Storage Spaces Performance Troubleshooting

Over the last few years, well, since Storage Spaces came to light, I had from time to time to investigate performance issues. The goal of this post to is show you what you might typically look at while troubleshooting performance with Storage Spaces in an scale out file server setup. I’ll refine this post over time as there is quite a bit to look at but it should already give you a good start.

Let’s use a top down approach to troubleshoot an issue by looking at the following statistics in order:

  1. SMB Share
  2. Cluster Shared Volume
  3. If you are using an SSD write back cache, Storage Spaces Write Cache
  4. If you are using a tiered volume, Storage Spaces Tier
  5. Individual SSD/HDD

So the logic is, find which share/CSV is not performing and then start diving into the components of those by looking at the write cache, the tiers and finally the physical disks composing the problematic volume.

Let’s now dive in each of the high level categories.

SMB Share
  • Under the SMB Share Perfmon category:
    • Avg. Bytes/Read and Avg. Bytes/Write
      • What are the typical IO size on that share?
    • Avg. Sec/Read and Avg. Sec/Write
      • Is that share showing sign of high latency during IO?
    • Read Bytes/sec and Write Bytes/sec
      • How much data is flowing back and forth on that share?
Cluster Shared Volume

In order to capture the physical disk statistics for the particular CSV you are after, you will need to lookup the Disk Number of the CSV in the Failover Clustering console. Once you have that, you can look at the following:

  • Physical Disk category
    • Avg. Disk Bytes/Read and Avg. Disk Bytes/Write
      • What are the typical IO size on that?
    • Avg. Disk Sec/Read and Avg. Disk Sec/Write
      • What are the typical IO size on that disk?
    • Disk Read Bytes/sec and Disk Write Bytes/sec
      • How much is being read/written per second on that disk? Is the volume performing as per the baseline already established?

You can also look at CSV specific counters such as:

  • Cluster CSV Volume Manager
    • IO Read Bytes/sec – Redirected/IO Write Bytes/sec – Redirected
      • Is there a lot of redirected IO happening?
    • IO Read – Bytes/sec/IO Write – Bytes/sec
      • How much data is being read/written per second on that CSV

Microsoft also published a good article you should look at here about CSV performance monitoring: Cluster Shared Volume Performance Counter

Write Back Cache
  • Storage Spaces Write Cache category
    • Cache Write Bytes/sec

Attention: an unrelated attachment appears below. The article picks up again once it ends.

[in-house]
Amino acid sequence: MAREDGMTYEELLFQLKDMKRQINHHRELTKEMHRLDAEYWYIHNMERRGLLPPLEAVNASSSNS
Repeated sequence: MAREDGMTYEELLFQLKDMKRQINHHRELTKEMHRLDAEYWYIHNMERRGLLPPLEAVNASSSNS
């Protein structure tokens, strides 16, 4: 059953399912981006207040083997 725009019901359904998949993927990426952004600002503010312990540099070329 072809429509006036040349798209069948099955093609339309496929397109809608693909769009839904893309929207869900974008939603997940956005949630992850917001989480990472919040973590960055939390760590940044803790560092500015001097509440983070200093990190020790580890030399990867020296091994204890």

• How much data is being written to the cache?
    • Cache Overwrite Bytes/sec
      • Is data being overwritten prior being flushed to the final HDD destination?
Storage Spaces Tier
  • Storage Spaces Tier category
    • Avg. Tier Bytes/Read and Avg. Tier Bytes/Write
      • Are the size of the IO on each tier aligned with the physical sector size of the drive composing those?
    • Avg. Tier Sec/Read and Avg. Tier Sec/Write
      • Are you HDDs thrashing? Are you SSDs experiencing high latency spikes because of background operations on the drive (i.e. garbage collection)
    • Tier Read Bytes/sec and Tier Write Bytes/sec
      • Are each tiers providing the expected throughput?
Individual SSD/HDD

To see some basic latency and reliability metrics for your physical disks, you can use the following PowerShell command:

Get-VirtualDisk -FriendlyName VirtualDisk01 | Get-PhysicalDisk | Get-StorageReliabilityCounter | Select DeviceId,FlushLatencyMax,ReadLatencyMax,WriteLatencyMax,ReadErrorsCorrected,WriteErrorsCorrected,ReadErrorsTotal,WriteErrorsTotal

Just by looking at the latency statistics from the command above, you can get a feeling if a drive is misbehaving either by looking at the errors/errors corrected or simply by looking at the read/write latency metrics. For the latency metrics, note that those are the maximums since the last reset or reboot. If you want to get a feel of how they perform over time or under a specific load, I would recommend you use the Physical Disk metrics in Perfmon. You can use the same Physical Disk counters as what we used for the CSV, namely:

  • Physical Disk category
    • Avg. Disk Bytes/Read and Avg. Disk Bytes/Write
    • Avg. Disk Sec/Read and Avg. Disk Sec/Write
    • Disk Read Bytes/sec and Disk Write Bytes/sec

In order to match the counter disk instance found in Perfmon with the StorageReliability counters from the PowerShell above, simply use the number in the DeviceId column of the output. Make sure you connect Perfmon to the same cluster node as where you ran the PowerShell command as sometimes the disk numbers/deviceId do not match exactly between nodes.

By using those Perfmon counters, you can see if the latency is simply high because the Bytes/Read or Bytes/Write are quite large, if your drives are simply overwhelmed and are performing as per specifications or because there’s another underlying issue with those drives.


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